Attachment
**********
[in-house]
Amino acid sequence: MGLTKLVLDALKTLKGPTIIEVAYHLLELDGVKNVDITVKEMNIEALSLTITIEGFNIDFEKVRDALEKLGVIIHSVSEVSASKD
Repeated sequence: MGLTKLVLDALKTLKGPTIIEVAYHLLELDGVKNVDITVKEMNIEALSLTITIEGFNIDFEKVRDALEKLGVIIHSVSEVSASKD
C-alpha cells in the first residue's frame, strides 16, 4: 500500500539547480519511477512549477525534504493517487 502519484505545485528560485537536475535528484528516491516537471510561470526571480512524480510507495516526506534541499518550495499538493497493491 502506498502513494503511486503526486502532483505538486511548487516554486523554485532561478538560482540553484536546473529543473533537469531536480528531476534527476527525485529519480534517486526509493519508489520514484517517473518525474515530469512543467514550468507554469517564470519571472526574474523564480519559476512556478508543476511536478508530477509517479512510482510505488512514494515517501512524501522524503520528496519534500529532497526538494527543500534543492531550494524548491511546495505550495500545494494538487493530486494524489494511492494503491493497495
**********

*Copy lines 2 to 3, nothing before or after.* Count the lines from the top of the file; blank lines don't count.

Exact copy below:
Amino acid sequence: MGLTKLVLDALKTLKGPTIIEVAYHLLELDGVKNVDITVKEMNIEALSLTITIEGFNIDFEKVRDALEKLGVIIHSVSEVSASKD
Repeated sequence: MGLTKLVLDALKTLKGPTIIEVAYHLLELDGVKNVDITVKEMNIEALSLTITIEGFNIDFEKVRDALEKLGVIIHSVSEVSASKD